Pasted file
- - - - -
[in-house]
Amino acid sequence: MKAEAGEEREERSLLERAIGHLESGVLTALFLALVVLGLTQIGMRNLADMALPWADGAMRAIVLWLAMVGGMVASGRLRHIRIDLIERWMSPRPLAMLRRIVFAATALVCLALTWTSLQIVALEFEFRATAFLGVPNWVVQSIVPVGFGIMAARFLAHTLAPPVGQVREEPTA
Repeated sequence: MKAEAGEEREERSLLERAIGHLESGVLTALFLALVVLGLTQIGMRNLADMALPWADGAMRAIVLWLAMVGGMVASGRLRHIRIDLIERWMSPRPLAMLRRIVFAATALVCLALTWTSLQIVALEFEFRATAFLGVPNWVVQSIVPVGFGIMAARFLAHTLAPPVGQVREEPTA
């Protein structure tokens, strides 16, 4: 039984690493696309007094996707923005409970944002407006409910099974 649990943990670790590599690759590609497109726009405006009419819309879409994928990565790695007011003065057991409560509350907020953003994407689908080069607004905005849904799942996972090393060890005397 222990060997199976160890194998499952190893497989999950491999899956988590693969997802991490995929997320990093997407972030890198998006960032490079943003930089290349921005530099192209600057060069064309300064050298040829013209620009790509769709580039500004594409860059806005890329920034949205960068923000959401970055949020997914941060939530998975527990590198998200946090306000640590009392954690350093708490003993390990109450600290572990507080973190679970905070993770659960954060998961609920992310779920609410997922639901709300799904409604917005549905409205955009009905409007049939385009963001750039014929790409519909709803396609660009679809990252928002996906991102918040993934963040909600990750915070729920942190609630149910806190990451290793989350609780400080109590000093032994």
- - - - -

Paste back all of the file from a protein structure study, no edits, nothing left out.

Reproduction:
[in-house]
Amino acid sequence: MKAEAGEEREERSLLERAIGHLESGVLTALFLALVVLGLTQIGMRNLADMALPWADGAMRAIVLWLAMVGGMVASGRLRHIRIDLIERWMSPRPLAMLRRIVFAATALVCLALTWTSLQIVALEFEFRATAFLGVPNWVVQSIVPVGFGIMAARFLAHTLAPPVGQVREEPTA
Repeated sequence: MKAEAGEEREERSLLERAIGHLESGVLTALFLALVVLGLTQIGMRNLADMALPWADGAMRAIVLWLAMVGGMVASGRLRHIRIDLIERWMSPRPLAMLRRIVFAATALVCLALTWTSLQIVALEFEFRATAFLGVPNWVVQSIVPVGFGIMAARFLAHTLAPPVGQVREEPTA
């Protein structure tokens, strides 16, 4: 039984690493696309007094996707923005409970944002407006409910099974 649990943990670790590599690759590609497109726009405006009419819309879409994928990565790695007011003065057991409560509350907020953003994407689908080069607004905005849904799942996972090393060890005397 222990060997199976160890194998499952190893497989999950491999899956988590693969997802991490995929997320990093997407972030890198998006960032490079943003930089290349921005530099192209600057060069064309300064050298040829013209620009790509769709580039500004594409860059806005890329920034949205960068923000959401970055949020997914941060939530998975527990590198998200946090306000640590009392954690350093708490003993390990109450600290572990507080973190679970905070993770659960954060998961609920992310779920609410997922639901709300799904409604917005549905409205955009009905409007049939385009963001750039014929790409519909709803396609660009679809990252928002996906991102918040993934963040909600990750915070729920942190609630149910806190990451290793989350609780400080109590000093032994």